On Friday night the USDC stablecoin fell to 10 percent below its $1 per share target value. On Saturday, the stablecoin’s issuer said it would continue to redeem USDC at par. But the token continues to trade with a significant discount.
USDC loses parity to dollar
“As a regulated payment token, USDC will remain redeemable 1 for 1 with the US Dollar,” Jeremy Allaire, CEO of Circle, the issuer of the USDC stablecoin, said on Saturday.
Allaire said that $3.3bn of USDC’s cash remained at Silicon Valley bank (SVB), which was shut down by California regulators on Friday.
“USDC is currently collateralized 77% ($32.4B) with US Treasury Bills (with a three month or less maturation period), and 23% ($9.7B) with cash held at a variety of institutions, of which SVB is only one,” Circle said in a blog.
“Last week, we took action to reduce bank risk and deposited $5.4bn with BNY Mellon, one of the largest and most stable financial institutions in the world, known for the strength of their balance sheet and as a custodian. $3.3bn of USDC’s cash reserves remain with SVB.”
Circle did not disclose from which banks it had moved the $5.4bn last week. However, eight days earlier, the firm said it had moved “the small percentage of USDC reserve deposits held at Silvergate to our other banking partners”.
Silvergate bank went into voluntary liquidation on Thursday, a day before the Silicon Valley bank collapse.
USDC tokens, which had fallen to 88 cents in the dollar following the closure of SVB, recovered to 98 cents after Circle’s Saturday statement, but have since fallen back to around 96 cents, indicating market uncertainty in the reliability of the promise of par redemption.
On Friday, Coinbase, which together with Circle is the only firm with which USDC holders can redeem their tokens for dollars, said it was temporarily suspending redemptions.
“We are temporarily pausing USDC:USD conversions over the weekend while banks are closed,” Coinbase said.
“During periods of heightened activity, conversions rely on USD transfers from the banks that clear during normal banking hours. When banks open on Monday, we plan to re-commence conversions.”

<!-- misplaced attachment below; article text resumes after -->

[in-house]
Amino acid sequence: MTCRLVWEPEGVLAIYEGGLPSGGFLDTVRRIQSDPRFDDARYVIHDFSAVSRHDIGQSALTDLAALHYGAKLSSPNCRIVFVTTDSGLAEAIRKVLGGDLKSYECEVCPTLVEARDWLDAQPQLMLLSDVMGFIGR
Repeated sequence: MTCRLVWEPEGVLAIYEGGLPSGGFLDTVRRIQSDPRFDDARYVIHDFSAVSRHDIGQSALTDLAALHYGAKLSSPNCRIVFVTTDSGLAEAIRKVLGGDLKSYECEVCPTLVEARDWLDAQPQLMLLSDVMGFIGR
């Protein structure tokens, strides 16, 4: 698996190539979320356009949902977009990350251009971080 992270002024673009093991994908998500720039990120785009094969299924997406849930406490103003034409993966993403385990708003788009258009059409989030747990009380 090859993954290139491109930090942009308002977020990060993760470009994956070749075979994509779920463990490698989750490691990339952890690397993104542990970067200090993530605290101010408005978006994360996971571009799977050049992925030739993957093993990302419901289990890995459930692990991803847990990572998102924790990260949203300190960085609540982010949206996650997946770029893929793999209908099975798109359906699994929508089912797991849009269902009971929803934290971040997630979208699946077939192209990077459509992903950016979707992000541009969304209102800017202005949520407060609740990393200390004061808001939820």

In its terms and conditions, Circle says that only “Type A” users—those with a verified account at Circle—can redeem directly with it.
There is significant uncertainty regarding the eventual recovery value of uninsured deposits stranded at SVB, including Circle’s $3.3bn.
According to the Financial Times, on Friday uninsured SVB deposits were being quoted at a price of between 55 and 65 cents on dollar, according to Cherokee Acquisition, a claims trading platform in bankruptcy cases. Other deposits were being offered for between 70 and 75 cents on the dollar, according to a person familiar with the situation, the FT reported.
Other start-up founders had been able to sell uninsured deposits for 90 cents on the dollar, the FT quoted one venture capital investor as saying.
Yesterday, Circle said it would use its own corporate funds, if necessary, to cover any gap between the value of its reserves and the liabilities it has to USDC holders. However, it appears the firm may require external funding to meet this promise.
The firm had planned to go public in 2022 via a special purpose acquisition company (SPAC), but on December 5 the firm said it had cancelled the deal.
In its latest consolidated accounts, filed at the Securities and Exchange Commission, Circle reported a $3.9m profit in 2020 and an accumulated deficit of $375m at the end of that year.
If Circle recovered only 70-90 percent of its uninsured deposit at SVB, that would leave it on the hook to inject $330-990m to make holders of USDC whole.
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